Location: Plant Physiology and Genetics Research2010 Annual Report
1a. Objectives (from AD-416)
Many plant species produce high amounts of industrially important fatty acids (e.g., hydroxy fatty acids) in their seeds, but the plants generally lack agronomic traits that permit these oils to be produced on a large scale for industrial utilization. The objective of this research program is to discover the genetic basis for the production of these high-value oils and use these genes for production of the oils in robust, non-food crop platforms. Cotton is exceptionally well positioned to serve as a platform for production of high value oils because the main economic driver for this crop is cotton fiber. The seed is generally viewed as a lower valued by-product, and raising the value of the seed through production of industrially important oils would increase farm gate value of the crop and provide society with renewable, sustainable sources of oil that are otherwise obtained from non-renewable petroleum. In addition, high-risk/high-payoff research will be conducted to determine if industrial oils can be produced in vegetative (e.g., leaves and stems) parts of plants. The rationale is that vegetative plant biomass is significantly greater than seed tissues, and by developing methods to produce oil ectopically in leaves and stems, the amount of oil obtained per hectare of land can be substantially increased.
1b. Approach (from AD-416)
Various species and hybrids of Lesquerella will be analyzed to identify genes involved in the production of hydroxy fatty acids. Enzyme functionality will be investigated by expression in yeast cells, and cellular properties will be evaluated through expression in plant cell culture. Candidate enzymes will be expressed in transgenic Arabidopsis, including both developing seed and leaf tissues. Enzyme stability and regulation (primarily by temperature) will be investigated using western blotting and half-life studies. Select genes will be expressed in transgenic cottonseed to evaluate this crop as a platform for production of industrially important oils. Production of hydroxy fatty acids in non-seed tissues will be evaluated in various wild-type and mutant Arabidopsis plants. Documents SCA with University of North Texas. Formerly 5347-21410-004-14S (8/08).
3. Progress Report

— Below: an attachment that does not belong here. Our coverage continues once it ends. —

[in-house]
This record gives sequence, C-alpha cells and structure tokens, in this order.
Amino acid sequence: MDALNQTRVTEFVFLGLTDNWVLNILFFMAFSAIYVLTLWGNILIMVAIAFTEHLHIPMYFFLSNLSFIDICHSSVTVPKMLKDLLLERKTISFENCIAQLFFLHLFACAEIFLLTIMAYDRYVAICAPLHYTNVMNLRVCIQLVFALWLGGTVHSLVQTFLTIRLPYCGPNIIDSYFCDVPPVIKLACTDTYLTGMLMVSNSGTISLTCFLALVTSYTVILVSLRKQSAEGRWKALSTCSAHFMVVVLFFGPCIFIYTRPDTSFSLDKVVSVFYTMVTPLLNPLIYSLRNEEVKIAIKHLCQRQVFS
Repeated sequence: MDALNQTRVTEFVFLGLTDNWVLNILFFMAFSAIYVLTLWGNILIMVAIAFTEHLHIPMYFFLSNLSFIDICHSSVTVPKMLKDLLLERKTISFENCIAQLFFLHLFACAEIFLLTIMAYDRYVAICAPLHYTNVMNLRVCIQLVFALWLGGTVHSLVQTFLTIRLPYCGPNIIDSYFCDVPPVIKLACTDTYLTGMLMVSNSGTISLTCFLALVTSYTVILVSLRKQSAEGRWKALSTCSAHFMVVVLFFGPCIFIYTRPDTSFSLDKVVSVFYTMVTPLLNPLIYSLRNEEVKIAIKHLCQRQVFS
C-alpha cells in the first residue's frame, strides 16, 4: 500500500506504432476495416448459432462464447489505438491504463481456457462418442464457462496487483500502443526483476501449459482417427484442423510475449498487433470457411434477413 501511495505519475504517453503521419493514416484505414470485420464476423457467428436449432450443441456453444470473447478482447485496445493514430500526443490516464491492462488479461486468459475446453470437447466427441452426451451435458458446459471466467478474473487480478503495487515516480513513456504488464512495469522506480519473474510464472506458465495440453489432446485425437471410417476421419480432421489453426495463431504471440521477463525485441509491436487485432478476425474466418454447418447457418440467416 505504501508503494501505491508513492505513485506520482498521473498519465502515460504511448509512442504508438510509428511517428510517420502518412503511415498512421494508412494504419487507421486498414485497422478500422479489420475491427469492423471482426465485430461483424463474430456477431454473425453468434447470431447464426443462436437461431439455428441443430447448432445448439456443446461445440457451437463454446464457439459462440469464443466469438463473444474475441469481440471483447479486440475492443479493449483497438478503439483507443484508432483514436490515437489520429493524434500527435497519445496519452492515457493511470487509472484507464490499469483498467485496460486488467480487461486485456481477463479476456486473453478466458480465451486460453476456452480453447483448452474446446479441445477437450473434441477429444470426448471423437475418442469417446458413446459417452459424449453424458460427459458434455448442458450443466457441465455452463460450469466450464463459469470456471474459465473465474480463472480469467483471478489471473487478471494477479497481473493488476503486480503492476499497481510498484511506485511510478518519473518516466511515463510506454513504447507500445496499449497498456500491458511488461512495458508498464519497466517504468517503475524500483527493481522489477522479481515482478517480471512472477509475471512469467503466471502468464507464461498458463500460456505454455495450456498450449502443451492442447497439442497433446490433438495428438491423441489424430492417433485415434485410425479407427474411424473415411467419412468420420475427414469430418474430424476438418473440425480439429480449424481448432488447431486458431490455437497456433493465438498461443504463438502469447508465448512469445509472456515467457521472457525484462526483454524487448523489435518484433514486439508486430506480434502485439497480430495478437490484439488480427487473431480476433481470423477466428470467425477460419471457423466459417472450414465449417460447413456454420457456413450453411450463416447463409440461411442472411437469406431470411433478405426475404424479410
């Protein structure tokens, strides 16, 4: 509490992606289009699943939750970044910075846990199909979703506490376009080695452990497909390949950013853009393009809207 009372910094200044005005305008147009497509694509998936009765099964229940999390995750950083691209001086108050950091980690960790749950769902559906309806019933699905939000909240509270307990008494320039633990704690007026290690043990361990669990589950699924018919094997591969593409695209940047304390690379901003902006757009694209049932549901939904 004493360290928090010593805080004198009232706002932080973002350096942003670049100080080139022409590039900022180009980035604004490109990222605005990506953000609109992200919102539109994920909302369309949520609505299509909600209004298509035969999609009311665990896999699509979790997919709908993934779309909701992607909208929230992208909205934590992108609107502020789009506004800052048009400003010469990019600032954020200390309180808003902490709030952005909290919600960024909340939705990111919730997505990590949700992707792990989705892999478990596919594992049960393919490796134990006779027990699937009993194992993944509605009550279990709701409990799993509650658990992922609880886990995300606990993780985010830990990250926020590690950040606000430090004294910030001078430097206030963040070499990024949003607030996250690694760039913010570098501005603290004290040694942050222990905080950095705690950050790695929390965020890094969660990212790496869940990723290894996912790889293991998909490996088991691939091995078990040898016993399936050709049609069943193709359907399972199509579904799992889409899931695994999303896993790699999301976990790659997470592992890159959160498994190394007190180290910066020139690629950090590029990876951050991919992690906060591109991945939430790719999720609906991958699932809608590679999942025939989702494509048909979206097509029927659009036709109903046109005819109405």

The research activities supported by this agreement are monitored by the ADODR through direct interaction with scientists at UNT (e.g., by site visits), “virtual” lab meetings conducted by teleconference, and extensive and regular emailing by all participants. In consultation with scientists at UNT, methods were developed at the ARS laboratory for the stable transformation of cotton plants. The end goal is to provide an efficient pipeline for the introduction of value-added traits that can complement traditional breeding studies in cotton. Two different genes were selected for the initial transformation studies based upon their potential for improving the value and/or stress tolerance of cotton. The first gene is an omega-3 fatty acid desaturase (FAD3), which produces a polyunsaturated fatty acid called linolenic acid. The FAD3 gene will be expressed in all parts of the cotton plant. Over-production of linolenic acid in leaves and stems has been correlated with increased drought resistance and improved cold tolerance in other transgenic plants. Linolenic acid is also an essential fatty acid in the human diet, and cottonseed oil typically lacks this fatty acid, but has an abundance of the fatty acid precursor required to produce linolenic acid. As such, over-expression of a FAD3 gene in cotton may improve both agronomic and nutritional characteristics of the plant. The second gene selected is a diacylglycerol acyltransferase (DGAT) gene isolated from the “burning bush” plant (Euonymus alatus). The oil produced in the seeds of the burning bush plant is unusual and has characteristics that are similar to heavy grade diesel fuel. Notably, the type of oil in burning bush seeds does not have to be chemically modified to produce biodiesel; that is, it can be used directly in combustion engines (provided that enough of the oil could be obtained from seeds, which is not practical on a large scale from burning bush). This novel oil trait is due specifically to the DGAT gene, and expression of the gene in cotton may result in large-scale production of a high-value biodiesel in cottonseed. In a separate line of research, scientists at the ARS and UNT are investigating the possibility of producing large amounts of oil in the leaves of plants. Certain mutations in the model plant Arabidopsis have been identified that result in a significant accumulation of oil in leaves, and experiments are ongoing to elucidate the underlying mechanisms.